Top critical review
14 people found this helpful
Better than nothing...
on 5 September 2013
A couple of months ago I had major surgery leaving me with two scars on my chest, each about a foot long. Although healing was going well, the scars were itching like mad and after a month, still too sore to tolerate clothes rubbing on them for more than a couple of hours at a time. My surgeon (at a private hospital but funded by the NHS) recommended Kelo-cote, but said he doubted whether the NHS would stump up for it and when I saw the price of it and totted up how much I'd need for the recommended period for the size of my scars, it was prohibitively expensive, so I sighed and resigned to finding cheaper alternatives.
Mederma is significantly cheaper. And from the first day of use, my scars were less itchy and sore. After a couple of weeks I did notice some improvement, but only on the parts of the scars that don't tend to come into contact with clothes. The bits on my pectoral area, where clothing rests and rubs, were just not improving and I was still in a hurry (once I returned to work) to get home and go topless for the evening.
This is because Mederma has no real staying power. You have to keep applying it throughout the day. The instructions tell you 3 or 4 times, but if your scars are in places that clothing rests on, you'll have to do a deal more than that, as it rubs off within an hour of the stuff drying. It also has a smell to it that you don't mind at first, but which quickly get fed up of on top of the constant flakes of dried gel.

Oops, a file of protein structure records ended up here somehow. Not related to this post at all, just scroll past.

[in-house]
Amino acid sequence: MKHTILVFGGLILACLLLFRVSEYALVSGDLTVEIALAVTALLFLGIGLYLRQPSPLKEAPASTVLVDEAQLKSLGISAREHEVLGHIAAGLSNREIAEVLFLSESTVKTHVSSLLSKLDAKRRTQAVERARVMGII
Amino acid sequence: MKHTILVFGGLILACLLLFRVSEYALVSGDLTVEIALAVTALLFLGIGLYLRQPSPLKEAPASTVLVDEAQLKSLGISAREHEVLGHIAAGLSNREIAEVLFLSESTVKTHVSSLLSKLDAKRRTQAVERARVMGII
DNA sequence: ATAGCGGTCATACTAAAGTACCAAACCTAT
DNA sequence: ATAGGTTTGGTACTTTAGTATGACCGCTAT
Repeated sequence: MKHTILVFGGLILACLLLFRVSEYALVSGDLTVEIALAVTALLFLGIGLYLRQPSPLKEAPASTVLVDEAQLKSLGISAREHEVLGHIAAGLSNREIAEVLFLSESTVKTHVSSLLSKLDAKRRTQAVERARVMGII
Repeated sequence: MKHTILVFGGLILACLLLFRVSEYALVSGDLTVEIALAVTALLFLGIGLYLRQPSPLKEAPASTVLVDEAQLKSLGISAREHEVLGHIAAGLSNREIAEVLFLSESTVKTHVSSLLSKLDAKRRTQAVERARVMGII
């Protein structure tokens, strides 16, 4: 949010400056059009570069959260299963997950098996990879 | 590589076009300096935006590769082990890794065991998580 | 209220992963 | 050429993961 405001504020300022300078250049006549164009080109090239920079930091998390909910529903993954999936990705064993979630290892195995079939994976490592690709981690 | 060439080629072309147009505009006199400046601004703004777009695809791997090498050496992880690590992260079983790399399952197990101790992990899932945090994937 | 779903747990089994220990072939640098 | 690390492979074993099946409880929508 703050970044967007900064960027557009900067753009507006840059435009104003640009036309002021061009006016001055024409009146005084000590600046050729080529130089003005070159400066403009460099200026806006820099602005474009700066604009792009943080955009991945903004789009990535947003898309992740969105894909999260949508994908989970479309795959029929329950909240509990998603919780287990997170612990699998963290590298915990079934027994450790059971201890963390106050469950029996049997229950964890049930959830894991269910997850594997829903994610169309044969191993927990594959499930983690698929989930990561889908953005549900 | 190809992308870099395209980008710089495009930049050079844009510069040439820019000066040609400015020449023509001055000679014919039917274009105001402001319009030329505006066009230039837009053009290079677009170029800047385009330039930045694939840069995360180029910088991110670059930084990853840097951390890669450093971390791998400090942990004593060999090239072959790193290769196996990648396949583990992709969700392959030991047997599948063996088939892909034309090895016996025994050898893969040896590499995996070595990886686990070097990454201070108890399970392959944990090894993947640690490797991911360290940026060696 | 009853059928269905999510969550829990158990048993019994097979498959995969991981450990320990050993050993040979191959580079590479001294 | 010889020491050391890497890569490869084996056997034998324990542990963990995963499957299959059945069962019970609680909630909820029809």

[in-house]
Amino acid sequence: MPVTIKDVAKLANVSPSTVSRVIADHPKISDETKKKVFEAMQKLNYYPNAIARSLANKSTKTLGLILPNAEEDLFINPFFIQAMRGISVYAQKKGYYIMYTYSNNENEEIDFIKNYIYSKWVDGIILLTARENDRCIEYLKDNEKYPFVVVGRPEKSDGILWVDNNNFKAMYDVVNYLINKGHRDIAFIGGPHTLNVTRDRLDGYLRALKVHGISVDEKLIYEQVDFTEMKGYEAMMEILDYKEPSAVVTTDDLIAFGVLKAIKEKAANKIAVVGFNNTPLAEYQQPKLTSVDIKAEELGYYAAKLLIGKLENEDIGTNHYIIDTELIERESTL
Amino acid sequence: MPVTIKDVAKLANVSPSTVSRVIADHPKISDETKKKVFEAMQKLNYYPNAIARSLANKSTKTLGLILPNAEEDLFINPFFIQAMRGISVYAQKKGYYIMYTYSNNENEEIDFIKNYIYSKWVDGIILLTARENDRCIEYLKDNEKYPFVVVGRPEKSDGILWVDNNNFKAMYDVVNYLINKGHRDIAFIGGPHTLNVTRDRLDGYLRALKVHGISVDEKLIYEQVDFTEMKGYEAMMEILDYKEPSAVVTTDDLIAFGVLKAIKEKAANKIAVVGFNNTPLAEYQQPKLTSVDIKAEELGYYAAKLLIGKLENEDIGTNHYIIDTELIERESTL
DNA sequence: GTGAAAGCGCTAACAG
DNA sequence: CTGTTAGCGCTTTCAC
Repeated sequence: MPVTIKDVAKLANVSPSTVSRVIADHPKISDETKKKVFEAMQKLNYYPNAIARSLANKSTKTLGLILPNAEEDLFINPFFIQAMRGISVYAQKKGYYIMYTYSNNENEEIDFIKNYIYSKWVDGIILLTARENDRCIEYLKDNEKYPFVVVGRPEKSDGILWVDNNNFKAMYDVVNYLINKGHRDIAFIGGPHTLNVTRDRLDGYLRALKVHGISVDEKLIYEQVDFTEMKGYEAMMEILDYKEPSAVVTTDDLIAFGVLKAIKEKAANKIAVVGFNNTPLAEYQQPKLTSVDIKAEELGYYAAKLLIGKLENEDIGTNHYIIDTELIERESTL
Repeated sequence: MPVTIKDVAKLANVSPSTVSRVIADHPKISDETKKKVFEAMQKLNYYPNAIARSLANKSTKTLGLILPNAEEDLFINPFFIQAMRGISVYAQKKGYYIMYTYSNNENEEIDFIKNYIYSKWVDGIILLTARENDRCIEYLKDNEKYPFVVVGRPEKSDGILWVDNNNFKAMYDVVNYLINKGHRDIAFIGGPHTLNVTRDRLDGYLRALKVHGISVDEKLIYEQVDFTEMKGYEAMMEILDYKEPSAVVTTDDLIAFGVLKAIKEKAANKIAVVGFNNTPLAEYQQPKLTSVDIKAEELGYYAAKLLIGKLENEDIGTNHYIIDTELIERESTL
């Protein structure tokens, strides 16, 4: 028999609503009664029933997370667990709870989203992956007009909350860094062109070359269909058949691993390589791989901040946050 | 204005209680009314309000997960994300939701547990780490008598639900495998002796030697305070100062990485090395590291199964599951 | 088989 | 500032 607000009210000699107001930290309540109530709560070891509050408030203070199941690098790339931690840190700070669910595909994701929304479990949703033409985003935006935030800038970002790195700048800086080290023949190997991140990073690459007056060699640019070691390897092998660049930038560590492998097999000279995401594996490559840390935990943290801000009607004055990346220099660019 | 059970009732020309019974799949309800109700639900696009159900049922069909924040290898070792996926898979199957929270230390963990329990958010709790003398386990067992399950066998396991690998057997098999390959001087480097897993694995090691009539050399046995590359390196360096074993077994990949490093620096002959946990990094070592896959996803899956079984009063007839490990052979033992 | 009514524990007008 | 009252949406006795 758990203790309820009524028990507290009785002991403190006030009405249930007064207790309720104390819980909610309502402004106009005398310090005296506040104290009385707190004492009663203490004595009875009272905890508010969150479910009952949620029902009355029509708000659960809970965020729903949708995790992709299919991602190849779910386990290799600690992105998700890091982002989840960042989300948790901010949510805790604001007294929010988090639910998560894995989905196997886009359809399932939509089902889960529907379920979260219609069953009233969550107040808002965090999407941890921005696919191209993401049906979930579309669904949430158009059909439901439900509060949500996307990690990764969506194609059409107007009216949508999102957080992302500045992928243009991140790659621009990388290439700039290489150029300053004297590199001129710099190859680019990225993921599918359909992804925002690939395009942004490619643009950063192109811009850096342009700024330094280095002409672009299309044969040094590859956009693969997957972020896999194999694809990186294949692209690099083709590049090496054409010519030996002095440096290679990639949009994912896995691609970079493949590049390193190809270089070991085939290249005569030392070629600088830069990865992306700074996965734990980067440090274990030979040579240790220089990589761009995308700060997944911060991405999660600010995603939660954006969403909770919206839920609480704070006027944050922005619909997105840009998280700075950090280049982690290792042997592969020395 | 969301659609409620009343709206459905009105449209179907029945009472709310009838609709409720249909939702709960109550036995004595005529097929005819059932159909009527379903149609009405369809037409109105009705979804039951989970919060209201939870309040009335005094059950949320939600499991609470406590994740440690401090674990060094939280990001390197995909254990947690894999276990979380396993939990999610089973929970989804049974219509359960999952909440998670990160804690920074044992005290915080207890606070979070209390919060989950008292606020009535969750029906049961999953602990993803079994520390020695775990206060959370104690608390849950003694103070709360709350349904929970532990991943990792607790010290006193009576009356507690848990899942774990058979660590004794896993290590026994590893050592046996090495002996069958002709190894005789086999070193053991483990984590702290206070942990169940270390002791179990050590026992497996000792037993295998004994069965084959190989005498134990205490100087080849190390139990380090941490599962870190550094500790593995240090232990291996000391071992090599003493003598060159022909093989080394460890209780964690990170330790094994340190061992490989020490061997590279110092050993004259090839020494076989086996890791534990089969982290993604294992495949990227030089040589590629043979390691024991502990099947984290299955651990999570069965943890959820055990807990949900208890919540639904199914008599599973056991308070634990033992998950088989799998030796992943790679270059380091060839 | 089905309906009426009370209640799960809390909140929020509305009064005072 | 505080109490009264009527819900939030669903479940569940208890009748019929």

Pining for the more expensive silicon gels, but knowing I couldn't afford them, I had some interesting chats with a friend of mine who happens to be a medical journalist with a background as a pharmacist. He recommended placing cling film over the top of the wet gel after applying, and taping down the cling film with hypafix tape. That would prevent it from actually drying, and create a similar effect to the silicon gels. In desperation, I tried it, and it made a big difference in that I wasn't having to spend half my day cleaning off flaky dried gel and reapplying. But it was far from comfortable.
In the end I went to the GP and bewailed my lot. And guess what? He told me you can get Kelo-cote on prescription. I came home with a 60g tube of the best silicon gel, gratis. If I'd known I could do that in the beginning, it would've saved a lot of hassle (been using Kelo-cote for 2 weeks now and it's like night and day, a vast improvement!). Even if you have to pay for your prescriptions, I'd say try your luck with your GP first and only if they won't prescribe you the good stuff, would I suggest falling back on this.